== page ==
Since this blog’s inception, I've made it a point to write every entry from my perspective at the time when the events/adventures occurred. Even though these entries are now many, many months behind their respective dates, I always try to stay true to the moment even it means stating things I know do not occur in the future. Initially, this long turnaround rate was a severe thorn in my side, but I’ve come to appreciate the delay in publishing my stories to the public domain as it gives me the chance to personally relive the tales as well edit for content and length. Now that I’ve finally reached my trip to Dublin though, I find myself in a bit of a quandary and feel it necessary to break from tradition.
Unlike my previous adventures, this particular episode of my trip is far more personal to me. I debated for quite some time on how best to write a post about Dublin or whether I should just skip it entirely. I didn't know where to begin my story and I found it difficult to create a version I felt comfortable publishing that accurately reflected my time in Dublin since many things have changed since then. In the end, my trip to Dublin was far too important to just leave out and I feel the blog would be incomplete without at least some mention of it.
In my very first post abroad I made reference to a wonderful woman I met on a cruise, Angela, who I made plans to visit Ireland with. From the moment she confirmed her flight, I eagerly waited for the opportunity to meet up with her again like a child impatiently waiting for Christmas. When it finally came time to make the 18+ hour trek to Dublin from Hamburg after my hitchhiking trip I was beyond excited - it was a feeling I've not experienced in years.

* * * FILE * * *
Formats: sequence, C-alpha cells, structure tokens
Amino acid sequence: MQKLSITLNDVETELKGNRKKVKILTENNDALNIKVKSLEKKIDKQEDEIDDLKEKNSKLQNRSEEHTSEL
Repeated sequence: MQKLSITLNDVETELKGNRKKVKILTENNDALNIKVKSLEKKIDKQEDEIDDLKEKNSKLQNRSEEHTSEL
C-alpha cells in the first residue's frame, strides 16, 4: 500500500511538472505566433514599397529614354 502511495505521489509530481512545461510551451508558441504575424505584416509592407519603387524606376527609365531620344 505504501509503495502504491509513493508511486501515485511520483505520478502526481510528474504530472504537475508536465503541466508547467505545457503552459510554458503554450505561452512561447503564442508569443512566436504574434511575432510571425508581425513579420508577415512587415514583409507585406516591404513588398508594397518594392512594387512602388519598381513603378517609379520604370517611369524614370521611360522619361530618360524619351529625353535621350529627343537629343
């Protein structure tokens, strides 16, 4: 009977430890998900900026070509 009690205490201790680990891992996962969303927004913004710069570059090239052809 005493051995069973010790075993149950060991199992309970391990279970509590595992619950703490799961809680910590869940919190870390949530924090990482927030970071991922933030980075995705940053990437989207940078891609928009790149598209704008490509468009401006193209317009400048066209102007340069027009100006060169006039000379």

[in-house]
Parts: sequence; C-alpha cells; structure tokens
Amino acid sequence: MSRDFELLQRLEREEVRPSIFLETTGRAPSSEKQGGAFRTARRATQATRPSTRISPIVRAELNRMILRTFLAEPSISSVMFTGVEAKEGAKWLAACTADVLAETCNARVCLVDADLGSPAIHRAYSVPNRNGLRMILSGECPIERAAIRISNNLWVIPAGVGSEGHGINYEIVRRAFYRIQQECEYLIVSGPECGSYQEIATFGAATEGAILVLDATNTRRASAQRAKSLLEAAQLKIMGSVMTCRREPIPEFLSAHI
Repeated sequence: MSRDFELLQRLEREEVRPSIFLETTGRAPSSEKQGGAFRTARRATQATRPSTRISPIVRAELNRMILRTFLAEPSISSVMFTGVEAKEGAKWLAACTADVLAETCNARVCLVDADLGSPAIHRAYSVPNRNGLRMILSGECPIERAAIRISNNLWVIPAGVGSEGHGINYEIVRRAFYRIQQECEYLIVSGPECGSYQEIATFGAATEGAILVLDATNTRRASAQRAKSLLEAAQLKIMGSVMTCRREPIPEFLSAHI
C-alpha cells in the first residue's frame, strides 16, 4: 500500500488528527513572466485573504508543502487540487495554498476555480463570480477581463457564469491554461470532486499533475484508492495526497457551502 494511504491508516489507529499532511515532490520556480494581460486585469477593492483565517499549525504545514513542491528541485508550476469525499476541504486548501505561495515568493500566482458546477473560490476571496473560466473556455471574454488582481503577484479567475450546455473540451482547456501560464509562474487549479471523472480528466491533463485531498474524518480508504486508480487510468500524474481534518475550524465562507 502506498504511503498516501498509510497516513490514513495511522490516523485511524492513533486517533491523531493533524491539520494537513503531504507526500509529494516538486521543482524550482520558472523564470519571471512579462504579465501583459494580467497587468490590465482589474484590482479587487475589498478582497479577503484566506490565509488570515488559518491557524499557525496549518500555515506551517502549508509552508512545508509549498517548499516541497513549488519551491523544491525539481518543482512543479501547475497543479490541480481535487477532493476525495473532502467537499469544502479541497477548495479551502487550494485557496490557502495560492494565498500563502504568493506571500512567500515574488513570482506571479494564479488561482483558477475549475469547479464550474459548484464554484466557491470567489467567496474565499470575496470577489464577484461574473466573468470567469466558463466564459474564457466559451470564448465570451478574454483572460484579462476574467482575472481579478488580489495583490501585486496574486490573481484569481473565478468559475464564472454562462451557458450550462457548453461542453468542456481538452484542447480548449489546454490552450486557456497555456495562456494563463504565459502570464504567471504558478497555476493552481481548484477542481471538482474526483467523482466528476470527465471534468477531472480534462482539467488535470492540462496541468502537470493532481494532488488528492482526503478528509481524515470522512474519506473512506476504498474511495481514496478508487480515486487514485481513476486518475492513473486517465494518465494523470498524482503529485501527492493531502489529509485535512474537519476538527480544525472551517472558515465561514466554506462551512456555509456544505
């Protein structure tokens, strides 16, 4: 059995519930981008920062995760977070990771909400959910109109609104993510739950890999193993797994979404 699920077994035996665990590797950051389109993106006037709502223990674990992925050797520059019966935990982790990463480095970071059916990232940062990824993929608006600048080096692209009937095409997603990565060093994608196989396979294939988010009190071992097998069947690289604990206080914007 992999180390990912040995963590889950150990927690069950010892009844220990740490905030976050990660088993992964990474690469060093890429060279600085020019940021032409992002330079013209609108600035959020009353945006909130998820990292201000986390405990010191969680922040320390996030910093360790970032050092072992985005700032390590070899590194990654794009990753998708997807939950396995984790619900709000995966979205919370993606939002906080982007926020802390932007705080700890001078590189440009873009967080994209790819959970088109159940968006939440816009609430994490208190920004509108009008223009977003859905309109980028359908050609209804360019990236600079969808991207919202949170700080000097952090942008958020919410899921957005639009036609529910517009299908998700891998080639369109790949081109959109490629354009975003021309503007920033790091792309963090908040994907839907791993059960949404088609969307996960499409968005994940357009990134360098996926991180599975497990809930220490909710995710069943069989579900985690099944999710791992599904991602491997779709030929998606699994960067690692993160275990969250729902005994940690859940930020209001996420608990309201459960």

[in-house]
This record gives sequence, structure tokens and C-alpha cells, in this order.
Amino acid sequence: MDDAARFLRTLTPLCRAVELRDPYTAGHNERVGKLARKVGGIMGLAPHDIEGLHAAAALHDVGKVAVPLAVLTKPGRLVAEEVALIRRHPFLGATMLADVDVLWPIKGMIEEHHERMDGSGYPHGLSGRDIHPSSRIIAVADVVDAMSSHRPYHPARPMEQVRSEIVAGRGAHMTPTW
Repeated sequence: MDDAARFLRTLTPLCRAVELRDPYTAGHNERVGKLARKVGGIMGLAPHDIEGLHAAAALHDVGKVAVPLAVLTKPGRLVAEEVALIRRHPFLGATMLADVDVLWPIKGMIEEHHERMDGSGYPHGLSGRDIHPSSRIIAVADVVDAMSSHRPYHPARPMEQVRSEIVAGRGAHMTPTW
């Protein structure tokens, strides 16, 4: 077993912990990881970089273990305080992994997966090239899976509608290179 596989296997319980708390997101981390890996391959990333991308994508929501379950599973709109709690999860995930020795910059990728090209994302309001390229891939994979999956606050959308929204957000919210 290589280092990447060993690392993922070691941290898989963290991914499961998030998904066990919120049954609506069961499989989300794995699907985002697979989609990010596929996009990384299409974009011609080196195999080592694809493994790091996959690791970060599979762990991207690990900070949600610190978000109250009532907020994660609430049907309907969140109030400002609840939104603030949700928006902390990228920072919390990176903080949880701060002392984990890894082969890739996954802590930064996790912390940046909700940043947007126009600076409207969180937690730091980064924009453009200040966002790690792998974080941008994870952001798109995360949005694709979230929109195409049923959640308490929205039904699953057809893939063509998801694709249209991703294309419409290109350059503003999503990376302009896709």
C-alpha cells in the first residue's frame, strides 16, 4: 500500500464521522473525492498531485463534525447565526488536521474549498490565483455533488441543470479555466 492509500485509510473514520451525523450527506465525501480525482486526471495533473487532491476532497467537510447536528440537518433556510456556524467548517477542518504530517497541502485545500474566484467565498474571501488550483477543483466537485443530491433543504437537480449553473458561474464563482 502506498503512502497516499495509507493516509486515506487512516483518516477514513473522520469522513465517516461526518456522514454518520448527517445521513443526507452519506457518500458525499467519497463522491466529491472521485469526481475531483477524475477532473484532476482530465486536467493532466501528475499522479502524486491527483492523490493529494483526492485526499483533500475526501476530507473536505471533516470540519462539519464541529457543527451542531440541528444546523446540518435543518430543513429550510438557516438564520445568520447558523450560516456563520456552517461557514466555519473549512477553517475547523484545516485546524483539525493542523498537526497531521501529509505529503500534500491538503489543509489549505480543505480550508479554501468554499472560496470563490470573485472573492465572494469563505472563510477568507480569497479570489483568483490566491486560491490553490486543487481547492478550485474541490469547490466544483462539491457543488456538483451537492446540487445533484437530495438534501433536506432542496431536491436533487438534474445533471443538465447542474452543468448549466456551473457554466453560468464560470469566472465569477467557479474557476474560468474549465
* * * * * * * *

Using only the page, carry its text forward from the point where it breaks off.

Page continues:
I absolutely loved my time in Dublin. The week and a half I spent in Ireland with Angela will forever remain a highlight of my trip and I was delighted to spend every single fantastic day in her company. I will never forget the joy of returning to a familiar city and the happiness of sharing new travel experiences with someone. I honestly didn't know what to expect when I first arrived in Dublin, but it was a remarkable surprise that I never could have imagined. Between dinners at the addiction-inducing Bobo’s burgers, the incredible new friends we met along the way (particularly Dustin and Rachel), and the various little trips to places like the Cliffs of Moher, there was never a dull moment. Even the slower days where we aimlessly wandered around Dublin exploring the sights, museums, and cafes were unbelievably enjoyable.
I can’t remember the last time I was as happy to spend a day doing absolutely nothing with someone. For a week and a half, I completely tuned out the rest of the world, rarely looked at the news or social media, and didn’t write a single word - I was far more concerned with enjoying what little time I had with Angela. Even as I reflect back on the countless cities, countries, and adventures over the last seven months, my trip to Dublin still ranks as one of the best experiences.